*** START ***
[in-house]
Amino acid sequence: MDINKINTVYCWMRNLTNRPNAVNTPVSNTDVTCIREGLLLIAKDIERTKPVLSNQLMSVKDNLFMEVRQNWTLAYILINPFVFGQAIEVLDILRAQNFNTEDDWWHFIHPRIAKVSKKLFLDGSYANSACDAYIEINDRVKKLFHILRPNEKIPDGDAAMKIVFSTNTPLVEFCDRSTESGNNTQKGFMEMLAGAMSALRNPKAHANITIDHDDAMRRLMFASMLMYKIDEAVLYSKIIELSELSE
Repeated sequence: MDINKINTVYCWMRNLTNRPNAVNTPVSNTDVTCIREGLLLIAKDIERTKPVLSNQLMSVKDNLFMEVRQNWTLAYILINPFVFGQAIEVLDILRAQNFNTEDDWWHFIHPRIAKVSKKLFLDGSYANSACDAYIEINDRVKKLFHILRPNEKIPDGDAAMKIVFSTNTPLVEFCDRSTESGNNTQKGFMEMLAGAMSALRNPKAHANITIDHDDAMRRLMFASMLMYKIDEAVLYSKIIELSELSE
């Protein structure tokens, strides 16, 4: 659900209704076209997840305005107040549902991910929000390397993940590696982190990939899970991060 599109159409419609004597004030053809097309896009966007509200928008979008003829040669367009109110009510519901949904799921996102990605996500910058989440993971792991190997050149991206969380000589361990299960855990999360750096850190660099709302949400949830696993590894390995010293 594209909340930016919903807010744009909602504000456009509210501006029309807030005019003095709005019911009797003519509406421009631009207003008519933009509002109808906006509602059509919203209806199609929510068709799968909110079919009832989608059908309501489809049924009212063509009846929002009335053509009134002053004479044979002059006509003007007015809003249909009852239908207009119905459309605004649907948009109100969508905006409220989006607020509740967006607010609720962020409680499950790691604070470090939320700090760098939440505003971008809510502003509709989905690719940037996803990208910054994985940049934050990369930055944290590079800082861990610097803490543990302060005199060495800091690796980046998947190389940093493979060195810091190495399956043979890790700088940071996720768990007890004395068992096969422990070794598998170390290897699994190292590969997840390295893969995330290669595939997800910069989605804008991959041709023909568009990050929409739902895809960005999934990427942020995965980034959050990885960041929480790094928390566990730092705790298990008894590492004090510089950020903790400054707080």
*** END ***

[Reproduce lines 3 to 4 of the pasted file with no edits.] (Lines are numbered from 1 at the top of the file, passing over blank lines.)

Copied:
Repeated sequence: MDINKINTVYCWMRNLTNRPNAVNTPVSNTDVTCIREGLLLIAKDIERTKPVLSNQLMSVKDNLFMEVRQNWTLAYILINPFVFGQAIEVLDILRAQNFNTEDDWWHFIHPRIAKVSKKLFLDGSYANSACDAYIEINDRVKKLFHILRPNEKIPDGDAAMKIVFSTNTPLVEFCDRSTESGNNTQKGFMEMLAGAMSALRNPKAHANITIDHDDAMRRLMFASMLMYKIDEAVLYSKIIELSELSE
């Protein structure tokens, strides 16, 4: 659900209704076209997840305005107040549902991910929000390397993940590696982190990939899970991060 599109159409419609004597004030053809097309896009966007509200928008979008003829040669367009109110009510519901949904799921996102990605996500910058989440993971792991190997050149991206969380000589361990299960855990999360750096850190660099709302949400949830696993590894390995010293 594209909340930016919903807010744009909602504000456009509210501006029309807030005019003095709005019911009797003519509406421009631009207003008519933009509002109808906006509602059509919203209806199609929510068709799968909110079919009832989608059908309501489809049924009212063509009846929002009335053509009134002053004479044979002059006509003007007015809003249909009852239908207009119905459309605004649907948009109100969508905006409220989006607020509740967006607010609720962020409680499950790691604070470090939320700090760098939440505003971008809510502003509709989905690719940037996803990208910054994985940049934050990369930055944290590079800082861990610097803490543990302060005199060495800091690796980046998947190389940093493979060195810091190495399956043979890790700088940071996720768990007890004395068992096969422990070794598998170390290897699994190292590969997840390295893969995330290669595939997800910069989605804008991959041709023909568009990050929409739902895809960005999934990427942020995965980034959050990885960041929480790094928390566990730092705790298990008894590492004090510089950020903790400054707080």